Sunday, February 1, 2004

Better Late Than Never

The NY Times has acknowledged that it has, on occasion, ignored or played down important stories that didn’t originate from the Times newsroom. Their biggest example is the story of Tiger Force, the unit in Vietnam that is alleged to have commited a series of war crimes in 1967. The story was researched and published by The Toledo Blade in November (and linked at the time here). The Times ignored the story when it was first published:

When the Blade series broke, The Associated Press sent out a story summarizing its findings. Many newspapers picked up the A.P. report; some, including the Times-owned International Herald Tribune, put it on the front page. In the Times newsroom, Roger Cohen, who was foreign editor at the time, thought it an important story, but, he recalls, he was “focused on Iraq” and “did not give it the attention it deserved.” National editor Jim Roberts tried to get something rolling that the paper could call its own, but reporters who knew their way around the Pentagon were otherwise engaged. Editors felt that running 10 inches of A.P. copy would not represent the story fairly.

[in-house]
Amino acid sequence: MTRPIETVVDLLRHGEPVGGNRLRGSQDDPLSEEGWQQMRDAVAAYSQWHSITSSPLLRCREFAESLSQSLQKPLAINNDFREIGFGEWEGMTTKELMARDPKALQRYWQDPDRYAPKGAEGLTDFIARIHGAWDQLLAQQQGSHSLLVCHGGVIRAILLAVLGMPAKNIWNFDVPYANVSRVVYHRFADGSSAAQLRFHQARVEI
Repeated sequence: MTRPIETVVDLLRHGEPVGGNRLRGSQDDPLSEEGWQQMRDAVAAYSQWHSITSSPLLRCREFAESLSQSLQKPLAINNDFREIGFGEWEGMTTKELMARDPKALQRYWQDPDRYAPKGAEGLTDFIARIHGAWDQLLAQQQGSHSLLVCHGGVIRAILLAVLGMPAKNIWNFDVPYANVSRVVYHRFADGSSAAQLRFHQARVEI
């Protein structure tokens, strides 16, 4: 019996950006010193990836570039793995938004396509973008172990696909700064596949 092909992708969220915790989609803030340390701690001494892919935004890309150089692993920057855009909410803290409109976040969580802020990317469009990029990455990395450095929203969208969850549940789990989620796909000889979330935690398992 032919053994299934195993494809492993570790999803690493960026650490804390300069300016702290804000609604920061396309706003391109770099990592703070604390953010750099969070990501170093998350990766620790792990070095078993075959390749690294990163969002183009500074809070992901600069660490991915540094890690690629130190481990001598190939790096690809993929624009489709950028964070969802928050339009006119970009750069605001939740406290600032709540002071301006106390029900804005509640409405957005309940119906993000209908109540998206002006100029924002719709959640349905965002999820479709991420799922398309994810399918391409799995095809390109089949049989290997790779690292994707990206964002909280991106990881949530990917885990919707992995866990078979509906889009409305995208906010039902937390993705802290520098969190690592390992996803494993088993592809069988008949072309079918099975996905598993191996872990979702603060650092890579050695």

In The New Yorker of Nov. 10, Seymour Hersh, who as a young reporter broke the story about the massacre at My Lai, praised the Blade series, noting along the way that the four major networks and most major newspapers had all but ignored it. Hersh’s article provoked The Times’s executive editor, Bill Keller, to order up a lengthy piece on The Blade’s discoveries. John Kifner’s “Report on Brutal Vietnam Campaign Stirs Memories,” which sought to place the Blade series in historical perspective, finally ran on Dec. 28 – a report on a two-month-old story about events that took place 37 years ago. The Blade’s publisher and editor in chief, John Robinson Block, felt that The Times’s late weigh-in, which included a sizable helping of the skepticism that re-examination will almost inevitably provoke, was an insult to his paper and its reporters.

I’m pretty sure that Mr. Block is grateful that The Times has at last acknowledged the slight. Maybe the Pulitzer committee will make it up to him.